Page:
Do Mood Swings Drive Business Cycles and is it Rational?
AbstractThis paper provides new evidence in support of the idea that bouts of optimism and pessimism drive much of US business cycles. In particular, we begin by using sign-restriction based identification schemes to isolate innovations in optimism or pessimism and we document the extent to which such episodes explain macroeconomic fluctuations. We then examine the link between these identified mood shocks and subsequent developments in fundamentals using alternative identification schemes (i.e., variants of the maximum forecast error variance approach). We find that there is a very close link between the two, suggesting that agents' feelings of optimism and pessimism are at least partially rational as total factor productivity (TFP) is observed to rise 8-10 quarters after an initial bout of optimism. While this later finding is consistent with some previous findings in the news shock literature, we cannot rule out that such episodes reflect self-fulfilling beliefs. Overall, we argue that mood swings account for over 50% of business cycle fluctuations in hours and output.
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Date of creation: Dec 2011
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Other versions of this item:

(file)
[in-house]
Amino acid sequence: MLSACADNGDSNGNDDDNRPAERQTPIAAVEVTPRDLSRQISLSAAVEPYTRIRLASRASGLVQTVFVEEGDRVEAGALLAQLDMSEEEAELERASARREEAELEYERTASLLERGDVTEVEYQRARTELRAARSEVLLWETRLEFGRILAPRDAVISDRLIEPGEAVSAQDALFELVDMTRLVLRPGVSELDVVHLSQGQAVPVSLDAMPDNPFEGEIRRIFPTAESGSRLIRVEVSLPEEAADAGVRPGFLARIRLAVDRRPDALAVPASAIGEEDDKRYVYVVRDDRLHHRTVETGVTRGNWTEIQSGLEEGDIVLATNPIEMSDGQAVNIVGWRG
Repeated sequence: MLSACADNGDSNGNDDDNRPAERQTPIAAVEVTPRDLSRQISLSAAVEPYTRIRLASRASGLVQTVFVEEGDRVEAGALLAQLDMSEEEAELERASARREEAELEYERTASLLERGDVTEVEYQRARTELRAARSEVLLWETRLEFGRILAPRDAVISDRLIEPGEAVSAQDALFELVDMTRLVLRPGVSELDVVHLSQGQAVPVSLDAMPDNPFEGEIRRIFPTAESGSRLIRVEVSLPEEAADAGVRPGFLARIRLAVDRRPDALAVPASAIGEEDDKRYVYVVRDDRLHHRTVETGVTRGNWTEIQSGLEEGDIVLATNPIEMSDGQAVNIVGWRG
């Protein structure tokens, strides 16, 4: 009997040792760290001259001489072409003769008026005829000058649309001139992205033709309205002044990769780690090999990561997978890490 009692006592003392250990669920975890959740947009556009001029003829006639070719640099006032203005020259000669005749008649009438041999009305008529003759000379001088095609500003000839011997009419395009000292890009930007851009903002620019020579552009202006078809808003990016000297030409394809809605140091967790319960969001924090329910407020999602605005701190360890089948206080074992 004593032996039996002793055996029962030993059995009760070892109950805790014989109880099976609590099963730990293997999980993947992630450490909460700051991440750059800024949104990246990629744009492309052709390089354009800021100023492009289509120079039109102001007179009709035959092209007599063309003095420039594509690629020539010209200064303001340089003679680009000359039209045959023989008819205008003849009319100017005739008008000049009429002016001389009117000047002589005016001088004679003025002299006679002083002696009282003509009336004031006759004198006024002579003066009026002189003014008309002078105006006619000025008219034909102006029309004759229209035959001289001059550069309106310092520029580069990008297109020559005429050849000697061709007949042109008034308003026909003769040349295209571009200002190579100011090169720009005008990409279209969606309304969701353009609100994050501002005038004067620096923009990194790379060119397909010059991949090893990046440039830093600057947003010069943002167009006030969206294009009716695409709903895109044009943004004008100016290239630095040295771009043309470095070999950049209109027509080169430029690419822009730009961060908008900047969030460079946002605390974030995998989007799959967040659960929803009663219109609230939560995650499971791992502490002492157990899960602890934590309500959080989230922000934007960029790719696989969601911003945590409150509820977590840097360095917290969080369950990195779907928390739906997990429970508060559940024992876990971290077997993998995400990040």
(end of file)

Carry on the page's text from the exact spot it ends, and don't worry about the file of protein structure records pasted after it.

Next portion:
- Paul Beaudry & Deokwoo Nam & Jian Wang, 2011. "Do mood swings drive business cycles and is it rational?," Globalization and Monetary Policy Institute Working Paper 98, Federal Reserve Bank of Dallas.
- E1 - Macroeconomics and Monetary Economics - - General Aggregative Models
- E2 - Macroeconomics and Monetary Economics - - Consumption, Saving, Production, Employment, and Investment
- E32 - Macroeconomics and Monetary Economics - - Prices, Business Fluctuations, and Cycles - - - Business Fluctuations; Cycles
This paper has been announced in the following NEP Reports:
- NEP-ALL-2011-12-19 (All new papers)
- NEP-BEC-2011-12-19 (Business Economics)
- NEP-CBA-2011-12-19 (Central Banking)
- NEP-MAC-2011-12-19 (Macroeconomics)
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